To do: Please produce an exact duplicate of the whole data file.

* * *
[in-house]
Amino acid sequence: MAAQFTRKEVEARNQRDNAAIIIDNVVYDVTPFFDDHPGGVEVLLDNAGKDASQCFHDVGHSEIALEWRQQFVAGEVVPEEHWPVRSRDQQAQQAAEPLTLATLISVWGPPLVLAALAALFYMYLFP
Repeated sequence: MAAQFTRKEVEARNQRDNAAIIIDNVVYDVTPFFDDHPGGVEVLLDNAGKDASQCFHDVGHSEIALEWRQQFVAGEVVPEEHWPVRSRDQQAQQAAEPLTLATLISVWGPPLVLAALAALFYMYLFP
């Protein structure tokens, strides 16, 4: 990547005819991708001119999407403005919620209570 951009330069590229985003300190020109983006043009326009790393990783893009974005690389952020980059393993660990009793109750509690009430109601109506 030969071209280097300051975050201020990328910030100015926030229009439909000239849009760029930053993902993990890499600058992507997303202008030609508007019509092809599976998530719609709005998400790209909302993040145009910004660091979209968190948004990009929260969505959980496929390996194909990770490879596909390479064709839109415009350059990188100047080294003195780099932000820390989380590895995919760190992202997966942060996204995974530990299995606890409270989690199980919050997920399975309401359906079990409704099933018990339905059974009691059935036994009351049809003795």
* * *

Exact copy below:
[in-house]
Amino acid sequence: MAAQFTRKEVEARNQRDNAAIIIDNVVYDVTPFFDDHPGGVEVLLDNAGKDASQCFHDVGHSEIALEWRQQFVAGEVVPEEHWPVRSRDQQAQQAAEPLTLATLISVWGPPLVLAALAALFYMYLFP
Repeated sequence: MAAQFTRKEVEARNQRDNAAIIIDNVVYDVTPFFDDHPGGVEVLLDNAGKDASQCFHDVGHSEIALEWRQQFVAGEVVPEEHWPVRSRDQQAQQAAEPLTLATLISVWGPPLVLAALAALFYMYLFP
């Protein structure tokens, strides 16, 4: 990547005819991708001119999407403005919620209570 951009330069590229985003300190020109983006043009326009790393990783893009974005690389952020980059393993660990009793109750509690009430109601109506 030969071209280097300051975050201020990328910030100015926030229009439909000239849009760029930053993902993990890499600058992507997303202008030609508007019509092809599976998530719609709005998400790209909302993040145009910004660091979209968190948004990009929260969505959980496929390996194909990770490879596909390479064709839109415009350059990188100047080294003195780099932000820390989380590895995919760190992202997966942060996204995974530990299995606890409270989690199980919050997920399975309401359906079990409704099933018990339905059974009691059935036994009351049809003795």